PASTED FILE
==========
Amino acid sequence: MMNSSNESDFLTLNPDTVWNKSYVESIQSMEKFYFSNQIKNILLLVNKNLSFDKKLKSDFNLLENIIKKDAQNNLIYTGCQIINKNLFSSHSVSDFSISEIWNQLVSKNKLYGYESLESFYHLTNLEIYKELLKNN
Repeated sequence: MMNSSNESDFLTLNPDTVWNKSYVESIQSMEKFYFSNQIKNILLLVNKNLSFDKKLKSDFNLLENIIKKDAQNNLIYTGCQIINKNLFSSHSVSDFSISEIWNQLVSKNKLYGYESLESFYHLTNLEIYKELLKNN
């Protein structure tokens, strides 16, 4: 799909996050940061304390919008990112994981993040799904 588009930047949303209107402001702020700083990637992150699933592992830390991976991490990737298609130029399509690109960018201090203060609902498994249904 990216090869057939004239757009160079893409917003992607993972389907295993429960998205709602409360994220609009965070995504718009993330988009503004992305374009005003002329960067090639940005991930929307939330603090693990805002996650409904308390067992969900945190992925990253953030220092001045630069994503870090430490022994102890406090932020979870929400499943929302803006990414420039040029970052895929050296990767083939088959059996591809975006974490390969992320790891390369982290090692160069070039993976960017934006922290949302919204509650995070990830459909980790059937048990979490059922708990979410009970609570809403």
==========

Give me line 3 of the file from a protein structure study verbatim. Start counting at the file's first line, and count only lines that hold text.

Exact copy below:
């Protein structure tokens, strides 16, 4: 799909996050940061304390919008990112994981993040799904 588009930047949303209107402001702020700083990637992150699933592992830390991976991490990737298609130029399509690109960018201090203060609902498994249904 990216090869057939004239757009160079893409917003992607993972389907295993429960998205709602409360994220609009965070995504718009993330988009503004992305374009005003002329960067090639940005991930929307939330603090693990805002996650409904308390067992969900945190992925990253953030220092001045630069994503870090430490022994102890406090932020979870929400499943929302803006990414420039040029970052895929050296990767083939088959059996591809975006974490390969992320790891390369982290090692160069070039993976960017934006922290949302919204509650995070990830459909980790059937048990979490059922708990979410009970609570809403």